I'm disappointed with myself for not having read this before and I believe I should have read it at school. It should be part of school syllabus or at least flagged and encouraged at school to young teens and preteens. It is across Europe and even in India, it was in school curriculum for my mother. I wonder what happened in my case. Anyhow I began reading it upon my return from Berlin.
While I'm in no way qualified to review this book, neither it's contents nor its author, I can talk about how it made me feel. Like a million others, for all these decades, at the end of it, I wanted to hug myself and cry. That was the effect mostly of the epilogue rather than her diary. The epilogue tells you that this energetic optimistic opinionated teenager that you spent days with, discussing her innermost thoughts including her plans for the future, had had that future snatched from her and from you. You, Kitty, lost your dearest friend.
She is smart, funny, intelligent and in every way I can relate to her. Not to the holocaust or specific subjects or specific incidents, but to the way she feels and thinks and analyses and draws conclusion and occasionally is wrong and how she reacts when she realises she is wrong, the way she is her worst critic and takes in everyone else's criticism. The extroverted introvert. At moments when I read something significantly describing her feelings, I wondered how her father would have felt when he read it for the first time. The pang of pain I felt just thinking about it, I cannot fathom his emotions. I think the reason why this diary became so popular is because it doesn't describe the holocaust or discrimination or the pain of war but it describes a real person going through all of these and reacts not dramatically but really. The emotions are raw and unmasked and absolutely real. You are her trusted friend and she is pouring her heart out to you.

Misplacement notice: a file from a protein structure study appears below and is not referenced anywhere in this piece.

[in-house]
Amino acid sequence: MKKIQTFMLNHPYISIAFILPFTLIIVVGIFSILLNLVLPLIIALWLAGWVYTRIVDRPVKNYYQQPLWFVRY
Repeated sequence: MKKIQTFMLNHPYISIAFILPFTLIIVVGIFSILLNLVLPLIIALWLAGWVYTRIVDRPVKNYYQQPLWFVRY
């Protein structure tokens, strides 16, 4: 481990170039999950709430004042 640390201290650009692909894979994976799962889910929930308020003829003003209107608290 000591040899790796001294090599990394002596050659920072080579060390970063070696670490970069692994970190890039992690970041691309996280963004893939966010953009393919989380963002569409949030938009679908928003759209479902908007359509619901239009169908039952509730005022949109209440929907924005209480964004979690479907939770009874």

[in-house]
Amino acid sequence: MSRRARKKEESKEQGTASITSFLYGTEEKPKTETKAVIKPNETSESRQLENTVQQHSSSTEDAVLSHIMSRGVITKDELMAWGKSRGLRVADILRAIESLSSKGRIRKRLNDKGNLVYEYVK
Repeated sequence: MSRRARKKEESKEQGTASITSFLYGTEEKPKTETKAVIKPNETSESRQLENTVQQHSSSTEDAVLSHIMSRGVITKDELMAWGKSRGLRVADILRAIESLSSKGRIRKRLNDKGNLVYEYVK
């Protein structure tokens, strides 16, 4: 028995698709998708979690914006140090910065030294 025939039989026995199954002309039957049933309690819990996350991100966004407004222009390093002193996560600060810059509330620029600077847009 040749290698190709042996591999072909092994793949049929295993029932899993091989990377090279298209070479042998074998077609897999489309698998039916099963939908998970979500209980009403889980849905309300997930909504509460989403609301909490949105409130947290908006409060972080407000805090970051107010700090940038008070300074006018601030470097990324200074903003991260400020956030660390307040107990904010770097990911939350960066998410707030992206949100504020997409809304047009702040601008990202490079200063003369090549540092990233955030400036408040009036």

The diary also gives you some solace that her wish to be a writer and a journalist are fulfilled.
Now reading Alone in Berlin by Hans Fallada.